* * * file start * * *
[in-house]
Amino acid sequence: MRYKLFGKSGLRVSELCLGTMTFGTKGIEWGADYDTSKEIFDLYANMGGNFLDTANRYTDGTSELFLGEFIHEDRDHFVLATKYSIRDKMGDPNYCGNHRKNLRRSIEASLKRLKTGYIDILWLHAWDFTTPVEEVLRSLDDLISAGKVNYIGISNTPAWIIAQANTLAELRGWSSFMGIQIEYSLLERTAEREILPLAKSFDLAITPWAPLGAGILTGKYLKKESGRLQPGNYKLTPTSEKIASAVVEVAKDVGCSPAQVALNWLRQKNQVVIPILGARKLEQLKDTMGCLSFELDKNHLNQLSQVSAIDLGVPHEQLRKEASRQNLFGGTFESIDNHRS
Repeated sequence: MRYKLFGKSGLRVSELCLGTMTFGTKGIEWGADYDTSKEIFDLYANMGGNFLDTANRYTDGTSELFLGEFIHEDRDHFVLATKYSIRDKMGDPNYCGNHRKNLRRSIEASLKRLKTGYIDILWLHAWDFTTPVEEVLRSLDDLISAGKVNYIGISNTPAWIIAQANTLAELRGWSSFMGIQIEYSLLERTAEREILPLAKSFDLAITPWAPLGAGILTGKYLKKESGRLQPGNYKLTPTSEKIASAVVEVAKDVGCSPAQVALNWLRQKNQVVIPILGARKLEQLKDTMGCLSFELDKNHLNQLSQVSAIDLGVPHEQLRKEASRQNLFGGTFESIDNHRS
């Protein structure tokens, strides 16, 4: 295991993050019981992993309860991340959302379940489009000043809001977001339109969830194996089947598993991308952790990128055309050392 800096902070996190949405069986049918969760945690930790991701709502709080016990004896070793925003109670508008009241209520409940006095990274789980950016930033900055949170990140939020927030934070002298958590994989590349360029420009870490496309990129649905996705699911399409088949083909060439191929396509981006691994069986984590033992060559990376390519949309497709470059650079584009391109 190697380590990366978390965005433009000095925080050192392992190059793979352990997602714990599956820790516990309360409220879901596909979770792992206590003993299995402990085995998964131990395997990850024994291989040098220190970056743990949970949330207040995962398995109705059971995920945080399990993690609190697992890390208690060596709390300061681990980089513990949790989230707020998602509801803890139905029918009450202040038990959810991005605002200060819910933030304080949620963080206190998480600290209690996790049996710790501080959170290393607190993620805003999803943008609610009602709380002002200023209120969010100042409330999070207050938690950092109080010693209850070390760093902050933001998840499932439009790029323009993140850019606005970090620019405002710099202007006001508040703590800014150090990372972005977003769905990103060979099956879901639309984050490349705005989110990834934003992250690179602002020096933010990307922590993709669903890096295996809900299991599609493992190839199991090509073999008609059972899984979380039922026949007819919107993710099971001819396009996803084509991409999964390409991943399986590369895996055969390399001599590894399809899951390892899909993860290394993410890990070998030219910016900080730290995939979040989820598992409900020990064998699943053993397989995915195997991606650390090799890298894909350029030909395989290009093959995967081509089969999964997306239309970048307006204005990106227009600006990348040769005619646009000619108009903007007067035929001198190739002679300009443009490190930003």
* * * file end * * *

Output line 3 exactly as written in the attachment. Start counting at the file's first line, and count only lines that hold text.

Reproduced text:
Repeated sequence: MRYKLFGKSGLRVSELCLGTMTFGTKGIEWGADYDTSKEIFDLYANMGGNFLDTANRYTDGTSELFLGEFIHEDRDHFVLATKYSIRDKMGDPNYCGNHRKNLRRSIEASLKRLKTGYIDILWLHAWDFTTPVEEVLRSLDDLISAGKVNYIGISNTPAWIIAQANTLAELRGWSSFMGIQIEYSLLERTAEREILPLAKSFDLAITPWAPLGAGILTGKYLKKESGRLQPGNYKLTPTSEKIASAVVEVAKDVGCSPAQVALNWLRQKNQVVIPILGARKLEQLKDTMGCLSFELDKNHLNQLSQVSAIDLGVPHEQLRKEASRQNLFGGTFESIDNHRS